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Title: Politics of transparency : contested spaces of corporate responsibility, science and regulation in shale gas projects of the UK and the US
Author: Kök-Kalaycı, İrem
ISNI:       0000 0004 6498 327X
Awarding Body: University of Oxford
Current Institution: University of Oxford
Date of Award: 2016
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This thesis presents a political geography of transparency, regulation and resource making in shale gas projects in the United Kingdom (UK) and the United States (US). The emergence of shale gas as a politically and economically desirable resource occupied national political aspirations, most notably in the US and to some extent in the UK, for reasons of energy security and economic development. Although shale gas has become a globally desirable resource, this thesis shows that the resource is not same everywhere. Following knowledge making practices in distinct regulatory regimes of the UK and the US, I trace how making of shale gas resource is subjected to contestation in a range of technical fields, such as law, economics, geosciences and environmental impact assessment. The study is based on in-depth analysis of technical and policy documents, and interviews with a wide range of actors (i.e. regulators, gas companies, investors, scientists, landowners), and field visits in the US (New York, Pennsylvania and Texas) and the UK (Lancashire, Litchfield and London). Drawing on theoretical insights from the Science and Technology Studies (STS), legal and resource geographies, I empirically showed that both regulatory practices and resource materialities matter in encapsulating making of shale gas projects in different national contexts. Documenting how information production and its contestation is entangled with assemblages of materials and technologies, as well as regulatory, geoscientific and market interventions in the context of the UK and the US, this thesis offers an alternative account of the geography of transparency and regulation regarding the development of shale gas policies. The political viability of shale projects depends on how these informational spaces are generated, contested and transformed in nationally specific scientific practices and regulatory regimes.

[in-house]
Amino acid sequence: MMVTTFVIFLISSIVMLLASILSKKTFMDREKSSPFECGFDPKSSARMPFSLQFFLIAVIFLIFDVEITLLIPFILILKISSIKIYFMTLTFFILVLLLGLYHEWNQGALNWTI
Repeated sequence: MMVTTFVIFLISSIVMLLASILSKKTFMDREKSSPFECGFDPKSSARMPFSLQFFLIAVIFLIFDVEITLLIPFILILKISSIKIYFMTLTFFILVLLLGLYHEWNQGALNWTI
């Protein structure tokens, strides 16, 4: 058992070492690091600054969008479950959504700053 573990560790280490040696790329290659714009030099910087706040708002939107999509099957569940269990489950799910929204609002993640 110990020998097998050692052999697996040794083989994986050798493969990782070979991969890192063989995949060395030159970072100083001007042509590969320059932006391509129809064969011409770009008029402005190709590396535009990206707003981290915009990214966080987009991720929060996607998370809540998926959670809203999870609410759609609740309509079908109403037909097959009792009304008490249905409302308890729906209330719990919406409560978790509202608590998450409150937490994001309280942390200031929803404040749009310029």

Supervisor: Clark, Gordon L. ; Barry, Andrew Sponsor: Clarendon Fund ; Brasenose College Annual Fund
Qualification Name: Thesis (Ph.D.) Qualification Level: Doctoral
EThOS ID:  DOI: Not available
Keywords: Shale gas industry--Environmental aspects--Great Britain ; Shale gas industry--Environmental aspects--United States ; Social responsibility of business ; Transparency in government ; Energy policy ; Environmental responsibility